always been the sea. Even today, the economy's subsistence sector is dominated
by fish. The most common methods of obtaining fish involve use of hook and line,
usually from a canoe, over one of the reefs in the lagoon or neaby ocean. Trolling
and big game fishing with large hooks and heavy line in the deep sea also are
routinely practiced. In addition, Nukumanu sometimes fish on the reef with pole
and line (siisi) for small fish or put out a large baited hook and heavy line well
onto the reef, leaving it unattended for hours. The latter method rarely produces
positive results, but the occasional shark or other large fish makes the small
investment of time and effort worthwhile.
Second in frequency behind hook-and-line fishing is spear fishing (kakalolo)
with homemade spear guns. When time is short, a quick dive on the ocean side
can normally provide a meal or two. In addition, spears are often carried by men
(rori) so that market and subsistence
diving for trochus (karea) and beche-de-mer
activities are combined in a single outing. Nets and hand-spears are employed
only infrequently, as their effective use requires the co-ordinated efforts of a large
group of fishermen, but the results are usually good.
After fish, mollusks and crustaceans are the major source of protein. Sea turtle,
the only reptile to be eaten, is captured during fishing expeditions and is cooked
in soup or baked in an earth oven.
Terrestrial and avifauna are seldom consumed. Birds of many species are
present and sometimes kept as pets. But rarely are they captured for a meal.
Chickens and a few pigs are kept, but in almost three months on the atoll, on only
one occasion did I see one eaten.
As on other atolls, Nukumanu's vegetal inventory is dominated by the coconut
(niu). Green nuts (hui) provide the major source of dietary liquid, especially in
times of drought. The tender top leaves of the palm (na tilo) and the husk of a
tender variety of nut known as te rii (mami in Pidgin) are eaten either raw or
roasted. The jelly-like meat (kanohi) is scraped out of green nuts and eaten, while
the harder meat (kanohi) of mature nuts (kamatuu) or seedlings (uto) may be
roasted, eaten raw, or scraped so that the cream (lolo)may be expressed and mixed
into soups, puddings,and the like. The spongy kernal(kuruor kanouto)may be
eaten raw,roastedin the shell, or boiled and mixed into a varietyof other foods.
In addition to the nuts, coconut toddy (kareve)is a common item in the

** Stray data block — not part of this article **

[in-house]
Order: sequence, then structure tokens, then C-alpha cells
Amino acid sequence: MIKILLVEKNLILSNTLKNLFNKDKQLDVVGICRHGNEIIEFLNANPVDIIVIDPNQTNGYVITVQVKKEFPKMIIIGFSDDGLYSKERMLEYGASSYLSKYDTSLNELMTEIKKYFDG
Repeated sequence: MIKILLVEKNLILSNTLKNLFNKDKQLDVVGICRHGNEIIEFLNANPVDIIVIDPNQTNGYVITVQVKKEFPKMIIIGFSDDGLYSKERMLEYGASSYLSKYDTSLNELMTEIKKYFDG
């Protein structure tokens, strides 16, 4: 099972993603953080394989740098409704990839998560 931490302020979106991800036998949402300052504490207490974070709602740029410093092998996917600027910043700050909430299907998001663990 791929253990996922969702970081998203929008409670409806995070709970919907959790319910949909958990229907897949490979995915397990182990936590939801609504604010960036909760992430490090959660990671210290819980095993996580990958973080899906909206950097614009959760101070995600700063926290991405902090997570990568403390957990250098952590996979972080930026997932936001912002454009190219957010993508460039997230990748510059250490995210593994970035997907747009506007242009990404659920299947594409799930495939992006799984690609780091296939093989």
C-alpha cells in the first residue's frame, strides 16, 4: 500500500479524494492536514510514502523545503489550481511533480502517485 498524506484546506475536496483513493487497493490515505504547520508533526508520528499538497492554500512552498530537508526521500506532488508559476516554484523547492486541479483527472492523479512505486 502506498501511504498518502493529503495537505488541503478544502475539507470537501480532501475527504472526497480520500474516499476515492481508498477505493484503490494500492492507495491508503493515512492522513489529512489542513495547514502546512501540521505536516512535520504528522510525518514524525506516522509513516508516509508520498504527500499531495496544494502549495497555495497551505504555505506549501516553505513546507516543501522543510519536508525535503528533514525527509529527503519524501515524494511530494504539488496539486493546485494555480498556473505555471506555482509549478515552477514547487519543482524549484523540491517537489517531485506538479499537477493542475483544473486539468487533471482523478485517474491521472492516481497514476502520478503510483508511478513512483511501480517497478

Nukumanudiet. Raw kareveis used as flavoringin manyfoods, or the liquid may
whichis used
be boiled off, leavinga thickmolasses-likesyrupcalledhakamoomoa,
in cooking. Occasionally,sweet toddy may be drunk, but usually it is left to
ferment for two to four days. The resultant alcoholic beverage is drunk by
Nukumanumen as a major social activity,especiallyon ceremonialoccasions.
Aside from its nutritivevalue, the coconut has manyother uses. Women plait
the leaves into matsandbaskets.The mats(kaapiti;tapakau)are used as floor and
groundcoveringson whichpeople sit to work, eat, drinkkareve,chat,or sing;and
they are used to thatchthe walls of dwellinghouses. Wood from the trunkmay
be used for house posts or beams. Weapons also were, at one time, fashioned
from the hard,dense wood. The bast (kumikumi)is used to express creamfrom
grated coconuts. Fronds are used to cover canoes when they are not in use.
Maturenuts are dried and sold as copra.Shells and husks are burnedas fuel for
cookingfires.And tilo leaves andllokalo(coconutoil, often scentedwith turmeric
root) find constantuse in religiousritualand therapeuticmassage(toroi).
The second most importantplant to be grown on the atoll is pandanus(hara).
House roofs are thatchedand sleeping mats (moena)plaitedwith pandanusleaf,
and the seeds are chewed as a popularsnack.
In addition to pandanusand coconut, the Nukumanuhave but one crop of
economic significance:a variety of "swamptaro"called vakkehu.This is of the
Nukumanusay thattrue taro(genusColacasia)"usedto"grow
genus Cyrtosperma.
on their atoll, but that it has all died (ku mmatehakaoti).On Ontong Java and
Takuu,Nukumanu'sneighborsto the southandwest respectively,true tarois still
Aside from the species noted above, a numberof minorcrops-many probably
recent introductions-are grown in small quantities. These include papaya
sugarcane (toro),banana(huti), anda few varieties
of nuts. One man had a garden of unidentifiedherbs in a small plot behind his
house. Turmeric(te lau ano) is an importantplant,providingflavoringfor foods,
fragrantleaves, and colorfulkaarenapowder.The leaves andpowderare used for
decorationon ceremonialoccasions.Despite its social importance,however, it is
said not to be cultivatedon the atoll but to be imported from Pelau, one of
OntongJava'stwo communities.
Division of Labor
With a few exceptions,Nukumanu'sdivisionof laborconformsto the common
patternin which women'sprimaryresponsibilitieslie in the domestic sphere and
do not take them far from home, whereasmen's activities,even when directed
towarddomestic ends, are usuallypursuedat some distancefrom the residential
area.Men's economic contribution,for the most part,involves the acquisitionof
consumablerawmaterialsby fishing,huntingfor shellfishor birds,and collecting
and husking coconut. In addition,men fashion the canoes used for fishing, and
they play the majorrole in the constructionof new buildings.Women are almost
entirely responsiblefor cooking and collecting and preparingleaves for thatch.
cultivationis the one facetof food productionallocatedexclusivelyto
This divisionof laboris underscoredby the landtenuresystemin whichgroups
of sisterssharecontrolof the Cyrtosperma
swampsandpasscontrolto their female
descendants.It is largely throughtheir control of the vital Cyrtosperma
that women exercised their considerableinfluencein the sociopoliticalsystem.2